Empty Promises

Haftarah Reading: Vayikra (Isaiah 43:21-44:23)
Gospel Reading: Acts 3:1-4:14
Commentary by: Matthew Day

Our haftarah this week presents a clear and concise argument against idolatry. Cognitive dissonance. How is that one can believe that the same piece of wood can be both a god and firewood? On the one hand we look to it for salvation. On the other, we burn it as fuel. We do this all the time, believing one thing with one half of our mind and believing something completely different with the other half. We judge the actions of another while justifying those very same tendencies in ourselves.

Beneath the cognitive dissonance, however, there is something deeper going on—a connection between the firewood and the idol. Both are symbols of our appetite. We burn the wood for comfort and for food, to fulfill our physical cravings. So too when we bow to the idol. You see that piece of wood we used to put up and bow down to was never anything more than a scapegoat for our own selfish desires. It was a way of making our own passions our gods. But, in those passions we find not life. Only death. They consume us as their promise of fulfillment becomes ever more elusive.

Acts 3 tells us of a lame man on the road asking for the only thing he knew to ask for. He sustained himself with temporary fixes—he knew nothing else. People would give him money so he could fill his stomach, but where could he find life? Then one day these two men, Peter and John, walk by. They offer something this man could never have hoped for—the ability to walk. "In the name of Yeshua HaMashiach of Nazareth, rise up and walk!" And the man was healed.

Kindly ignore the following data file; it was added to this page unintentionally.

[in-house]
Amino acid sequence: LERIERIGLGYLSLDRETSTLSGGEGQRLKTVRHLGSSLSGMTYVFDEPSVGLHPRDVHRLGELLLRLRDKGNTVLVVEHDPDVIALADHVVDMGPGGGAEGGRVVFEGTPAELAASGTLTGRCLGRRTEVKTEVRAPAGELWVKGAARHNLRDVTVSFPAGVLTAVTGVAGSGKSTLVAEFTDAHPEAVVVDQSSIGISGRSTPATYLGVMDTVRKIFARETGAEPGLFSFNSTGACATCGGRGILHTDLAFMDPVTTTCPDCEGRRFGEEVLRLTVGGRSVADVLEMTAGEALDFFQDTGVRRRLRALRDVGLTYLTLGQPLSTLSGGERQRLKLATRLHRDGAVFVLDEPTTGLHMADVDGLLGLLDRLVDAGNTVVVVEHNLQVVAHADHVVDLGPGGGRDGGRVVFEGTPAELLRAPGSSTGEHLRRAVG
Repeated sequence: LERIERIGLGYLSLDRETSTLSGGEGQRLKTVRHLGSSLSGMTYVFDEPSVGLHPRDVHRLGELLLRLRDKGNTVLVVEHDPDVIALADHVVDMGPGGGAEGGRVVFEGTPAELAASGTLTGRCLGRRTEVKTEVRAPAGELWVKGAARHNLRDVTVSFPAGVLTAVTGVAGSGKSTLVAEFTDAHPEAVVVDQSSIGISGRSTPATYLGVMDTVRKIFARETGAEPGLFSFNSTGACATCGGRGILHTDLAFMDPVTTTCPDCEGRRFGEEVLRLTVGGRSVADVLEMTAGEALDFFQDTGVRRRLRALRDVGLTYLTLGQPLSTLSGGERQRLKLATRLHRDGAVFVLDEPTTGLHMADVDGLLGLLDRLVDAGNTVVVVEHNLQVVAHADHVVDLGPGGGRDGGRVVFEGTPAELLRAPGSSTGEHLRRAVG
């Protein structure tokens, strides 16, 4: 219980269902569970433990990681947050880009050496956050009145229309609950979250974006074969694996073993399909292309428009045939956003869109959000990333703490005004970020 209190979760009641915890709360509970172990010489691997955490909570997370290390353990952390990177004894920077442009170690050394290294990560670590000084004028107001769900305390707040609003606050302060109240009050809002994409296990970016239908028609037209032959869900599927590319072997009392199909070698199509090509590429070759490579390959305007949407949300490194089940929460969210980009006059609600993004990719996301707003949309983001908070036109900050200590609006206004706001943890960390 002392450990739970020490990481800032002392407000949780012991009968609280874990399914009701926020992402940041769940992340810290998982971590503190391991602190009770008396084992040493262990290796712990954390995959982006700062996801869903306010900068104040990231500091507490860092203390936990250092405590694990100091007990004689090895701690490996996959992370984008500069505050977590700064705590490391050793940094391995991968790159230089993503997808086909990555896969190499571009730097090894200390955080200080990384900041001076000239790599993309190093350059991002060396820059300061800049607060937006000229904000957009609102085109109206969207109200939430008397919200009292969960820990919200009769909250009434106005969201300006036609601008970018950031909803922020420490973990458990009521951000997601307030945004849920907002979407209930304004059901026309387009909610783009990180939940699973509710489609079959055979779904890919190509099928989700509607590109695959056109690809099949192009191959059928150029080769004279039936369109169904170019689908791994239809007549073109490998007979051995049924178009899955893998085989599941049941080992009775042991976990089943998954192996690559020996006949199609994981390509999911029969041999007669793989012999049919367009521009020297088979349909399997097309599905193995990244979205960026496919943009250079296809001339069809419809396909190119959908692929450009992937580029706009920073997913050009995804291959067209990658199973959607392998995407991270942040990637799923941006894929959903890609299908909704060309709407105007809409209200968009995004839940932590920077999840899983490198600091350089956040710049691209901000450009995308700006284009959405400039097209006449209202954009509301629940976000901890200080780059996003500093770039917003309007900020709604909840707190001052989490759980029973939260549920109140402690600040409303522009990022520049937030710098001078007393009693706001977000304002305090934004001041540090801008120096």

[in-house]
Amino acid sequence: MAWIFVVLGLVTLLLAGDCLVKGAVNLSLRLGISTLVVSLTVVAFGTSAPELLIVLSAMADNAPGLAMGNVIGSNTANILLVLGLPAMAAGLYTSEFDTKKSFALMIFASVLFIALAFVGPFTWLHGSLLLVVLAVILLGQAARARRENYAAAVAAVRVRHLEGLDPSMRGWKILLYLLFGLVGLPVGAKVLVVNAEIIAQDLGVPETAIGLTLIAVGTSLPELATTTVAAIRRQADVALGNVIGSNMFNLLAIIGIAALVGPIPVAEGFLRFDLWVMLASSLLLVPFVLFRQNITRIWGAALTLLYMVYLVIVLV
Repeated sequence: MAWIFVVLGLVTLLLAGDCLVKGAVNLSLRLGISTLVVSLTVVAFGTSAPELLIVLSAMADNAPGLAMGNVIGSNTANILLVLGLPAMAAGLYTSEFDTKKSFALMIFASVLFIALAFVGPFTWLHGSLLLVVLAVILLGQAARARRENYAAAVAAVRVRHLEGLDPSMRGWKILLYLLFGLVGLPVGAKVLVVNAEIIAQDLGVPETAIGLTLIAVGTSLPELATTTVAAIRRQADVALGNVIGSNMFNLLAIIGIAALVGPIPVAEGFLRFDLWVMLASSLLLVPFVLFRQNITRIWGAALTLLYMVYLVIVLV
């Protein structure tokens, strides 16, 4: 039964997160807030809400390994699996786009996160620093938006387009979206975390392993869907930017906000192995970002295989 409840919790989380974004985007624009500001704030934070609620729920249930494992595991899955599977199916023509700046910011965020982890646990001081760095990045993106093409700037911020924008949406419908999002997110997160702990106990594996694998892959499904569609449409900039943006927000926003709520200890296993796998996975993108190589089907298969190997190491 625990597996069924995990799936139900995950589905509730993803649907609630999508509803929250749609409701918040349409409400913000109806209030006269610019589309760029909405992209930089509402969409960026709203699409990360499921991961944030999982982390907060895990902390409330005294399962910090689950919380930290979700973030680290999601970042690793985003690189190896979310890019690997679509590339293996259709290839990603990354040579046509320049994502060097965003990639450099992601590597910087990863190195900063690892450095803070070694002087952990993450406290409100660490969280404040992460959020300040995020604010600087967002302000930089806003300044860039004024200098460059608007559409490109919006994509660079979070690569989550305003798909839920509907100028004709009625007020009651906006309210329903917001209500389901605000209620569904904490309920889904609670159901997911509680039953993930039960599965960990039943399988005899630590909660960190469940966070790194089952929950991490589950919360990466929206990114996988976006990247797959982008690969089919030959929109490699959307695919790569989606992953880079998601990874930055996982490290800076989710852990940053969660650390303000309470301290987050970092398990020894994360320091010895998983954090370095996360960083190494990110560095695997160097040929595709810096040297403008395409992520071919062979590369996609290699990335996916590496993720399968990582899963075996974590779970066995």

The religious leadership were not impressed. Their power was threatened. This is the truth about idols—when you turn to attack a man's sacred cattle, you are attacking the man himself. Because the idol was never really in that block of wood or that casting of metal. It was always within the man's heart, a part of his very nature. To purge the idols out of our lives is to crucify ourselves daily.

"How can I live if I die?" you may object. Perhaps that's what the religious leadership felt. "What will we have left if you take everything away?"

The answer is faith. The Author of Life comes to us offering to fill us to the brim with living water. But, before we can accept what He has to offer, we have to empty ourselves of what we already have. We have to allow Him to transform our identity, allowing who we are to die. Nothing else will ever satisfy. for "there is salvation in no one else, for there is no other name under heaven given among men by which we must be saved" (Acts 4:12 ESV).